Central giant cell granuloma (CGCG) is a benign jaw lesion predominantly found in the mandible of young female patients with a variable clinical behavior. Although surgical management is regarded as the main treatment modality for this lesion, the use of intralesional injections of steroids has been recently advocated for its treatment. In addition to this conservative management, the use of fine needle aspiration cytology (FNAC) for diagnosing CGCGs has been proven a safe and efficient approach, especially useful in cases with lesions located in esthetic regions. Herein, it is described a case of CGCG extending to the overlying gingiva of a 15-year-old male patient diagnosed by FNAC and subsequently treated with intralesional injections of a solution of triamcinolone acetonide and ethanolamine oleate that led to an important clinical remission, allowing a more conservative surgical procedure for preservation of gingival esthetics. Therefore, both procedures can be considered as management options for CGCG of the jaws.
Skin graft or skin flap. Skin grafts or skin flaps are done after the scar tissue is removed. Skin grafts involve replacing or attaching skin to a part of the body that is missing skin. Skin grafts are performed by taking a piece of healthy skin from another area of the body (called the donor site) and attaching it to the needed area. Skin flaps are similar to skin grafts, where a part of the skin is taken from another area, but with the skin flaps, the skin that is retrieved has its own blood supply. The section of skin used includes the underlying blood vessels, fat, and muscles. Flaps may be used when the area that is missing the skin does not have a good supply of blood because of the location or because of damage to the vessels.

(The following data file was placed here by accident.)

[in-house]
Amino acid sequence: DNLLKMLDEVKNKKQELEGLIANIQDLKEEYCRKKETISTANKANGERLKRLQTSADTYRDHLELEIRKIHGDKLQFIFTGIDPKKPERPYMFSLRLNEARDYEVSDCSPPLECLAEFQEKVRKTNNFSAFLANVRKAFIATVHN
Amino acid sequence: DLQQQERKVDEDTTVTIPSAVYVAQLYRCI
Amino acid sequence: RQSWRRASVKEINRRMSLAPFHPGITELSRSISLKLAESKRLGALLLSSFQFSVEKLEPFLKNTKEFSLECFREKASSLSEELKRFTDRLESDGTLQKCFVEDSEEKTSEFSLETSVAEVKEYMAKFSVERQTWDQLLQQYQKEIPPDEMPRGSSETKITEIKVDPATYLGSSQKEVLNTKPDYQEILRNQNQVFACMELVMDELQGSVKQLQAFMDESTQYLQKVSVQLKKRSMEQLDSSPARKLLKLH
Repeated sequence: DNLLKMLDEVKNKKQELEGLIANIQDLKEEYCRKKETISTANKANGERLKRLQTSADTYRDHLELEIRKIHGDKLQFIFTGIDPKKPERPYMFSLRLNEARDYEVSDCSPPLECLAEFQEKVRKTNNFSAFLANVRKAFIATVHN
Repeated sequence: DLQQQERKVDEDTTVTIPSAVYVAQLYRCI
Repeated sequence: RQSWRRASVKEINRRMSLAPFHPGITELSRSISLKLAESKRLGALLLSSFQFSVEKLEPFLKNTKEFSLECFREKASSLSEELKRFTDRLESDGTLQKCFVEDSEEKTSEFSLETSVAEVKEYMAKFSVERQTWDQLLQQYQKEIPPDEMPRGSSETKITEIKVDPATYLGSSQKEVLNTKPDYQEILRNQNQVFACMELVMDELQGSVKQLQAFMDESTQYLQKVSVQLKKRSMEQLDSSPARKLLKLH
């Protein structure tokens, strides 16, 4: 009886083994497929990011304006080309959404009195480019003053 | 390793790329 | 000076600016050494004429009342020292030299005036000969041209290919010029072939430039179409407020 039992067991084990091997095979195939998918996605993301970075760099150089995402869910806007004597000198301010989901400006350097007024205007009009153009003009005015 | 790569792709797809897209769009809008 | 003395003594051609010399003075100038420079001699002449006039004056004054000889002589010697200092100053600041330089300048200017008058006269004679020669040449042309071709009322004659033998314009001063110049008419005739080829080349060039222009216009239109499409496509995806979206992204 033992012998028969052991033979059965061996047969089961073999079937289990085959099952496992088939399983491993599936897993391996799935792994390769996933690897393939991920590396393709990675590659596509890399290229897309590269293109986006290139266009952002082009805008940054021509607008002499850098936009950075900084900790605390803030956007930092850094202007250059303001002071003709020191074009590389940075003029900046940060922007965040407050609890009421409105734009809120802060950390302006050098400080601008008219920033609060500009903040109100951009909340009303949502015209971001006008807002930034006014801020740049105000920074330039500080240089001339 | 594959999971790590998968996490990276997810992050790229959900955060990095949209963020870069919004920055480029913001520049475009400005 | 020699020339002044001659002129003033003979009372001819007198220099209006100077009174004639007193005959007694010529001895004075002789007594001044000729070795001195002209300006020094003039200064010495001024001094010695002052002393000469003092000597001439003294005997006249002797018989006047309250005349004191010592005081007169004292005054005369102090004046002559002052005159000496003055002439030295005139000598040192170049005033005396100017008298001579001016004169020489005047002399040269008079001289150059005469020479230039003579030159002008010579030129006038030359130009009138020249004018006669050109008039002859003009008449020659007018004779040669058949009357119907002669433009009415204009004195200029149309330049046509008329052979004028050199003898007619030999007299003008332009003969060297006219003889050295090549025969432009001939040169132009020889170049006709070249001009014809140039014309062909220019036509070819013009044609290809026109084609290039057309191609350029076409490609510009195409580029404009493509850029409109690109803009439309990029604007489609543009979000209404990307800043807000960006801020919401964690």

Steroids should be used with caution in nonspecific ulcerative colitis, if there is a probability of impending perforation, abscess, or other pyogenic infection, also in diverticulitis, fresh intestinal anastomoses, active or latent peptic ulcer, renal insufficiency, hypertension, osteoporosis, and myasthenia gravis. Signs of peritoneal irritation following gastrointestinal perforation in patients receiving large doses of corticosteroids may be minimal or absent. Fat embolism has been reported as a possible complication of hypercortisonism.